The small intestine ends at an important junction called the illeocecal valve. This valve controls mucous and exit of unused and potentially toxic micro-chyme into the large intestine (colon). The ileo-cecal valve is the gate keeper between these two important organs. It serves to preventing a back-flow of unused and potentially toxic material. Keeping toxins out of the small intestines is critical as you can imagine toxins being absorbed into our blood stream causing eventual havoc to our health. The illeocecal valve is located at the same area as your appendix.
The colon is a 5 to 6 foot long muscle designed to pull water from the waste material and recycle the water back into the bloodstream while compacting and moving the waste toxic material out of our body. There are 3 parts to the colon sections – Ascending, Transverse, and Descending. The descending colon empties into a “S” shaped area called the Sigmoid Colon. Fecal matter is formed for elimination throughout the entire colon and it is expelled out of the system via the rectum.
The colon houses over 700 species of bacteria, some of which are “friendly” bacteria. They produce vitamin B12, Biotin, Vitamin K, and keep healthy flora balance against harmful bacteria, virus, and fungus. It is absolutely important therefore to keep the fecal matters moved out of our colon system so that it does not cause any potential damage such as fissures, hemorrhoids, and polyps. Stagnant toxins in the water material will also be partially re-absorbed back into our body thus compromising your immune system. Keeping a healthy colon bacterial environment is therefore critical to our health. More on that later.
Proper transit time for food to traverse from your mouth to rectum is anywhere between 24 to 36 hours. The peristalsis is the process which your muscles contracts and relaxes to help to push the chyme along the digestive and intestinal tubes. You can look at this entire system as a serial processing factory where one meal arrives and is processed at a time. Everything gets “piled” up in the colon sequentially. One can check his/her food transit time with the “beet juice” experiment. If you see the red beet color coming out within the 12 hours time then it is too fast (means little absorption); while if it takes 48 hours or longer then it is too slow. Toxification is the potential concern here along with constipation. Finally, because matters are processed somewhat sequentially, one is ideally expected to have one bowel movement after every solid meal. If that is not the case, you may need ask yourself if you are “backed up” or not.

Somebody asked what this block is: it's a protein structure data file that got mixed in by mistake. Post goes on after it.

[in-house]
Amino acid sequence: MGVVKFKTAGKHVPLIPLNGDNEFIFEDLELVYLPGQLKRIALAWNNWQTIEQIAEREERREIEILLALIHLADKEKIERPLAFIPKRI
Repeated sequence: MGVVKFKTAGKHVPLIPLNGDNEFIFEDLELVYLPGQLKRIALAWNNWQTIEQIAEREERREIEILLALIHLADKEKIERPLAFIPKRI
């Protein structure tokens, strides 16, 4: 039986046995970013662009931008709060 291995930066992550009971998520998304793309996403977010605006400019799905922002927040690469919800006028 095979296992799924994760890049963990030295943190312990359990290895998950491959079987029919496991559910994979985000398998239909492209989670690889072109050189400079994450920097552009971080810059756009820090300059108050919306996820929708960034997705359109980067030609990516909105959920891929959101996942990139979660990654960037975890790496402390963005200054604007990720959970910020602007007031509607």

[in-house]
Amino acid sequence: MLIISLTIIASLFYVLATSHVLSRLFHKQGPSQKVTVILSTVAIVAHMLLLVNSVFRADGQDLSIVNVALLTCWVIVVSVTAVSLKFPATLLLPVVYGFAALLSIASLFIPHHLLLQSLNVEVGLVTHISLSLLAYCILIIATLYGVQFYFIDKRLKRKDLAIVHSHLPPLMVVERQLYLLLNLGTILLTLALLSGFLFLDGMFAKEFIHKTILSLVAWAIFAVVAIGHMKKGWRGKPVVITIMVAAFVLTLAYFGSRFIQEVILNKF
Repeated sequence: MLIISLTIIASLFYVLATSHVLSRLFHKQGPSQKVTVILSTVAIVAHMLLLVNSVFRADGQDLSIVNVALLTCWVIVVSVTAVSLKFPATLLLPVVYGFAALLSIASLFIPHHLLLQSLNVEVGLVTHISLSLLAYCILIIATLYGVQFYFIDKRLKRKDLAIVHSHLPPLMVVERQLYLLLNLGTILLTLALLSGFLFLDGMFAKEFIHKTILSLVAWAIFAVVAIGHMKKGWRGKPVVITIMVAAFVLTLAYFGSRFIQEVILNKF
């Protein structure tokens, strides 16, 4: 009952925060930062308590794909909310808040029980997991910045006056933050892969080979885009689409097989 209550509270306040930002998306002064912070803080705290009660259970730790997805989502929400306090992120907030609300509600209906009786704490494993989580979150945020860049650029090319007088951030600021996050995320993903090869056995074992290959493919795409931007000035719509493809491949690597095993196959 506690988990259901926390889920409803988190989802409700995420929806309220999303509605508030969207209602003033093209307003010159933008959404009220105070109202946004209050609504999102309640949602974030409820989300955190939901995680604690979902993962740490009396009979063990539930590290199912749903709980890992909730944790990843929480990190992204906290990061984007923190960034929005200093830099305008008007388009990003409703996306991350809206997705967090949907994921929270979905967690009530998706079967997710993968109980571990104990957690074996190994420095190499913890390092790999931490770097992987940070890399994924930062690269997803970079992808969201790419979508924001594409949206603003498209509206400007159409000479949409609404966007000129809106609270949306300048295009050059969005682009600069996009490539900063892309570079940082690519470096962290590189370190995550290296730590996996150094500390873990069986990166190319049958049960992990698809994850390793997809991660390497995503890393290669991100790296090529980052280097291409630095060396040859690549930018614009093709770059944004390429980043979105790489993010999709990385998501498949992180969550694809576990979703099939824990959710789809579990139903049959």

Well, that pretty much summarizes the overall system from a top-down food transit point of view. Now that you have a good idea on your food’s processing capabilities, in our next few blogs, we will dive into some of the key issues Americans are facing today in the digestive and intestinal area and highlight some important nutrients we can use to prevent and even possibly eliminate these concerns.